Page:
Russia’s much anticipated presidential elections took place last Sunday. After a long campaign that included sketches of candidates’ faces in cappuccinos, Vladimir Putin was elected Prime Minister of Russia with nearly 64% of the votes.
From the beginning, there was no doubt that Putin would win this time. However, there has been sharp criticism over the alleged lack of transparency of this election. Cameras set up by the Kremlin caught people stuffing multiple voting papers into a ballot box in Dagestan, and there have been reports of observers being kept away from polling stations, even beaten. However, Putin’s campaign chief, Stanislav Govorukhin, rejected these claims, calling them “ridiculous”.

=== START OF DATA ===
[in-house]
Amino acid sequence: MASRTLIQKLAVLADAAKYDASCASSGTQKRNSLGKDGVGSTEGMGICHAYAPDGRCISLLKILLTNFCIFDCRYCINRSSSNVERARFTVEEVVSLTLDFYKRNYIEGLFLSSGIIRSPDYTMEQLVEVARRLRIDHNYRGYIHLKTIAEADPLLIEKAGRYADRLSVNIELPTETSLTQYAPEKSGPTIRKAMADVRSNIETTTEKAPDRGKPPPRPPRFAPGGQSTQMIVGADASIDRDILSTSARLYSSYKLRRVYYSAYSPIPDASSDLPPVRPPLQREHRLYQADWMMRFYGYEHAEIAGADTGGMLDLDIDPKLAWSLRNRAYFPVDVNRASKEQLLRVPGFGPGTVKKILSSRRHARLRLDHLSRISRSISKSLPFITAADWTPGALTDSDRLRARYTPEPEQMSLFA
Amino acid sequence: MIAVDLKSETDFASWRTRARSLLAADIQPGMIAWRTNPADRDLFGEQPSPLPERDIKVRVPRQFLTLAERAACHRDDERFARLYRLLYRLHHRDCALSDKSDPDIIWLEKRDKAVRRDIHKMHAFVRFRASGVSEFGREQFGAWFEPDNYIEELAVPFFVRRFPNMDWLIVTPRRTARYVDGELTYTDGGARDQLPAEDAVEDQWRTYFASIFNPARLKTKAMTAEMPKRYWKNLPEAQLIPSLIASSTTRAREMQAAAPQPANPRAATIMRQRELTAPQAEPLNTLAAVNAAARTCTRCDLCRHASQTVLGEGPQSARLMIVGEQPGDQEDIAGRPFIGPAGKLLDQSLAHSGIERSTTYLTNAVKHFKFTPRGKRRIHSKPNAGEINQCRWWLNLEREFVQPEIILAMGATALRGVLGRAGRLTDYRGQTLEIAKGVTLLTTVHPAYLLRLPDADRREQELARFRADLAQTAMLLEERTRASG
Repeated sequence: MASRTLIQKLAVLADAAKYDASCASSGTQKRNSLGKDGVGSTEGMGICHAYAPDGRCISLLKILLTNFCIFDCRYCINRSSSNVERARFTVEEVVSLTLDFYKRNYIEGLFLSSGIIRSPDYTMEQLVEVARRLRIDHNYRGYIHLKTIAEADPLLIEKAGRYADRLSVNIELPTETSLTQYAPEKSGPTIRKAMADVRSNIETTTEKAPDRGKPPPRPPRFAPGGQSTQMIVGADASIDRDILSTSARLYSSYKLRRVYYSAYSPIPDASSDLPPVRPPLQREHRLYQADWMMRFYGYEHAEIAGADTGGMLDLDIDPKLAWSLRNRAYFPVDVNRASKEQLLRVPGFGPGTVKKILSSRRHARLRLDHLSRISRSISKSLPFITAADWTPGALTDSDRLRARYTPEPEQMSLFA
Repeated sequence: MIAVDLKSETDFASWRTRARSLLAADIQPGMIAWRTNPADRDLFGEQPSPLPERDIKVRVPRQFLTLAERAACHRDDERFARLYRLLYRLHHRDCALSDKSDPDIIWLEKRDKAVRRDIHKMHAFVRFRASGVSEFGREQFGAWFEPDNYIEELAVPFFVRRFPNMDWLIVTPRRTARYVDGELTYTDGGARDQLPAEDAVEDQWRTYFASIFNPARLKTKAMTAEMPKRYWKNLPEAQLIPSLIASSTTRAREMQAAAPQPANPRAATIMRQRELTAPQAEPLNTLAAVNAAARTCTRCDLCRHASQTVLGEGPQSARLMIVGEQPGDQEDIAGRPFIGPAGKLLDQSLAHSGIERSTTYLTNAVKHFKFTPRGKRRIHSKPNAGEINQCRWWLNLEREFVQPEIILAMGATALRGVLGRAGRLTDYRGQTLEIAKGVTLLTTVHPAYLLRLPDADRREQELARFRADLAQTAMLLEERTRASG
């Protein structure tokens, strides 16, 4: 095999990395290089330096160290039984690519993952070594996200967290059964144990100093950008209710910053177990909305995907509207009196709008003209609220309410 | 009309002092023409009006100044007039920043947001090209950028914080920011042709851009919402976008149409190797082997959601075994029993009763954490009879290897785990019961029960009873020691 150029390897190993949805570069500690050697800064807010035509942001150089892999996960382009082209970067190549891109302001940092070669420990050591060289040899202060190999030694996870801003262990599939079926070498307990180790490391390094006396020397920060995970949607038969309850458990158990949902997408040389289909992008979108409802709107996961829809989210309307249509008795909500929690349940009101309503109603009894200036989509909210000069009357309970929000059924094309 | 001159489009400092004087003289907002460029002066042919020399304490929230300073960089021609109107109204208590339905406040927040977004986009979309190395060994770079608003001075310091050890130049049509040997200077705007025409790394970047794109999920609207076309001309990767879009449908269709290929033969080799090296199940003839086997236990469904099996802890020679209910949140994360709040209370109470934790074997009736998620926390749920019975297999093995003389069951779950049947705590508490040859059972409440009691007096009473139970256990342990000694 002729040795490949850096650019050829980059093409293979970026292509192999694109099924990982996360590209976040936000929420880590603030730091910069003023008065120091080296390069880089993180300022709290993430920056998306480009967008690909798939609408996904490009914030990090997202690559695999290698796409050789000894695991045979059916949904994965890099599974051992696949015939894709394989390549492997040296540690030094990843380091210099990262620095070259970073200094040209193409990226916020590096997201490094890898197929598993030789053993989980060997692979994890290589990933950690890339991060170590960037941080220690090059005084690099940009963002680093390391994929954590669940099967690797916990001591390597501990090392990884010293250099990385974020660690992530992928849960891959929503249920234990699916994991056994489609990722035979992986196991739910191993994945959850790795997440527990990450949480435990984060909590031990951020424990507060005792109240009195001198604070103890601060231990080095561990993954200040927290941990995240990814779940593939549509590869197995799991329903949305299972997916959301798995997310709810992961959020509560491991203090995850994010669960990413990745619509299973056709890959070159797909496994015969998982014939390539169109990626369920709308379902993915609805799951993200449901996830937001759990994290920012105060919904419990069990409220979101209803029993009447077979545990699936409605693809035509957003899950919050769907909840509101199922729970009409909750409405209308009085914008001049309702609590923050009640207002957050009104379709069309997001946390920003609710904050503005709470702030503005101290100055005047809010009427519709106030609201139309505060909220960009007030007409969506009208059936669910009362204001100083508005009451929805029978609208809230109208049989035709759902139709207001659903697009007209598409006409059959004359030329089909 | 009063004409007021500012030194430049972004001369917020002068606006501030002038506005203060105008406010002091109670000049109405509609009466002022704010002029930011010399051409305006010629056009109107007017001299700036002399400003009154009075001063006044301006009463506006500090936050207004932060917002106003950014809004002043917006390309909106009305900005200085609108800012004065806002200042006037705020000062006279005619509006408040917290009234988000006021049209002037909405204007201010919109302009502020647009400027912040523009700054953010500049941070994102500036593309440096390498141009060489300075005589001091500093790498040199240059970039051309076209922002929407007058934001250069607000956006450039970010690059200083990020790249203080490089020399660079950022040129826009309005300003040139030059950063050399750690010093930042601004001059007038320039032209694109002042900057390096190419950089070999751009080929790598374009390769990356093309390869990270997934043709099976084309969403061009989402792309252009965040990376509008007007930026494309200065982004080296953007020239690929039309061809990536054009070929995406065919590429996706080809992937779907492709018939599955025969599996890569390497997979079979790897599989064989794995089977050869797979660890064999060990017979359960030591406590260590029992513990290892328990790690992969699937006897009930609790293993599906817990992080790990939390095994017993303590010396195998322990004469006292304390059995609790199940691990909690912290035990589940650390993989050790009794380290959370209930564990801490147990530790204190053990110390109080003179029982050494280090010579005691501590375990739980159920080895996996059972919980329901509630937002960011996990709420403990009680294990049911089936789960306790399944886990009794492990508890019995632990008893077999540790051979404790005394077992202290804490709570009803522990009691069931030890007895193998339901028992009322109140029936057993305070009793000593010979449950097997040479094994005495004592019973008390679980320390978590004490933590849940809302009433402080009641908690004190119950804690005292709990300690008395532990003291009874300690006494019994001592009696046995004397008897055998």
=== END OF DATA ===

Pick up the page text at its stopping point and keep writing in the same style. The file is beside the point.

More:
The ballot stuffing cases are proof that voting systems need to be carefully supervised in order to avoid irregularities. The mere electronic scanning of ballots is not guarantee of transparency.
This is why automated voting needs to be implemented correctly in order to prevent any tampering during elections. We can use as an example the 2010 National Elections in The Phillipines, where electronic scanners where successfully used for the first time in the Asian country, there was an astounding turnout of 76% and the results were accepted by all the participating political parties.
There are a variety of mechanisms designed to make the electoral process more transparent. A next-generation automated and auditable voting system would provide an electoral authority with the proper technological resources that provide the electors with the complete security and accuracy they require to participate without doubts in their electoral processes.